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Roger Gates: Winter grazing allocation

I had the opportunity to listen to Jim Gerrish on the role of grazing in livestock production at this week’s annual meeting of the South Dakota Grasslands Coalition in Chamberlain. Gerrish drew on his experiences as a producer and researcher in Missouri, his current operation in Idaho and a number of producers who are clients of his consulting business. The last of Gerrish’s presentations focused specifically on winter grazing.

Winter feed represents one of the largest costs for a livestock production enterprise. Grazing pasture that has been stockpiled for winter use is a rational alternative to limit the expense resulting from both harvest (or purchase) and feeding of hay.

Allocation of feed resources available from winter pasture is simplified to one degree because the quantity available can be determined at the beginning of the winter grazing period. The total feed available is entirely dependent on growing conditions during the preceding summer. No additional accumulation of vegetation will occur after a killing frost. Careful observation, supplemented with simple clipping can provide a very reliable estimate of the total feed available.



Unlike grazing plans developed for the growing season, for which uncertainty is substantial because of rainfall variation, the uncertainty associated with winter grazing plans depends on snowfall. Winter grazing may be limited by the duration of open conditions which permit reliable grazing access. However, many producers, determined to make winter grazing part of a year-round grazing goal, have succeeded in providing grazing even when snow cover is substantial.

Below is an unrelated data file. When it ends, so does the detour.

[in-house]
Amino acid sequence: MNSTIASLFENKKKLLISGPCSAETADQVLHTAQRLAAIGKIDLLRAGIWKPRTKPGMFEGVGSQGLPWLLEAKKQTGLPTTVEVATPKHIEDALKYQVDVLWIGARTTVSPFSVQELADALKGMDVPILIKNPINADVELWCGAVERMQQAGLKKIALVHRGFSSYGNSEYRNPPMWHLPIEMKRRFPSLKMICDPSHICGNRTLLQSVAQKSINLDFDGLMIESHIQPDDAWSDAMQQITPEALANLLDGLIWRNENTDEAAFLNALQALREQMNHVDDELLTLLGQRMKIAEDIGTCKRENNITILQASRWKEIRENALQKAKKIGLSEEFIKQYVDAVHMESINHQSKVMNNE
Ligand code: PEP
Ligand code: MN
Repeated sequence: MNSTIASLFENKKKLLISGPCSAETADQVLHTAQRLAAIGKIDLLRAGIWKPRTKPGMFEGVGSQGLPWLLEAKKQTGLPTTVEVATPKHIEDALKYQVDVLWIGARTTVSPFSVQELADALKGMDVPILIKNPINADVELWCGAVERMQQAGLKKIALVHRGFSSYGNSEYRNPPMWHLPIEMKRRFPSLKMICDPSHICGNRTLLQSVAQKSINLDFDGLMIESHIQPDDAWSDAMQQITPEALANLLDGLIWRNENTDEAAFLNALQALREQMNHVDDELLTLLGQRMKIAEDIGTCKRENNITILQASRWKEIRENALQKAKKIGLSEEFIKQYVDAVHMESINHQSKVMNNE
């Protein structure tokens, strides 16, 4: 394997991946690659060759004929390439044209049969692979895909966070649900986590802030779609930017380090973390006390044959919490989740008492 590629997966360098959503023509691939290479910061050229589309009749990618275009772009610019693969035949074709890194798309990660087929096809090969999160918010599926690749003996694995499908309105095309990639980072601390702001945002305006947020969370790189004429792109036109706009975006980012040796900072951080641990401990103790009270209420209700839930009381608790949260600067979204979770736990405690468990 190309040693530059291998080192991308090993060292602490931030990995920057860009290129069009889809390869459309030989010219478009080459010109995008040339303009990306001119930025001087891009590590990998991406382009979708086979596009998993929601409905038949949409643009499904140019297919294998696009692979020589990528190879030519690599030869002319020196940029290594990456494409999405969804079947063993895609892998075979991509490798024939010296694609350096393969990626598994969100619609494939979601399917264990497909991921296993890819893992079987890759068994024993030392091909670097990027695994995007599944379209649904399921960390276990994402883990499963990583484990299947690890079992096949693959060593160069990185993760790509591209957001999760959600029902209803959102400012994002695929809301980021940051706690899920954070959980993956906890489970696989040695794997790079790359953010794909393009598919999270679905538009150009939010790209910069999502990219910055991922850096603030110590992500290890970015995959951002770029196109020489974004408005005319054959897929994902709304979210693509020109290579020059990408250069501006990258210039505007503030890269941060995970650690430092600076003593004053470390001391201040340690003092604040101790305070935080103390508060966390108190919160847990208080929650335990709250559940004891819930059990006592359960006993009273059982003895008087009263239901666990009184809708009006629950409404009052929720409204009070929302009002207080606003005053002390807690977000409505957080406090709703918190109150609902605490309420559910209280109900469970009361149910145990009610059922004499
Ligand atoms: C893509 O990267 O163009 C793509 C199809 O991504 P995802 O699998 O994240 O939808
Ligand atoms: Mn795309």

Winter grazing locations should factor in access to water and protection. Changing the location where vegetation is stockpiled and winter grazed over years can be beneficial to the landscape. No grazing management benefits pasture vegetation as much as deferment for an entire growing season.



Conventional approaches to winter grazing have generally involved turning livestock out in large pastures, anticipating the need to provide a protein supplement, particularly as the season advances and providing hay when snow cover interrupts or finally prevents access to grazing. This procedure may minimize labor and expense early in the winter, but it ignores the opportunity to exploit one of the principle tools available to the manager – animal selection.

Grazing animals have an extraordinary ability to select a highly nutritious diet, even if the average forage quality available is low. By selecting plants and parts of plants that are most palatable, both the energy and protein content of the diet can be considerably better than what the chemical analysis of a clipped forage sample might suggest.

The challenge for the grazing manager is to optimally allocate those “most palatable” components available from the winter pasture. A conventional approach, allocating an entire pasture, allows livestock to select a relatively high-quality diet initially, but the opportunity to select a nutritious diet declines because there is no replacement of new and nutritious plant tissue that can occur during the growing season.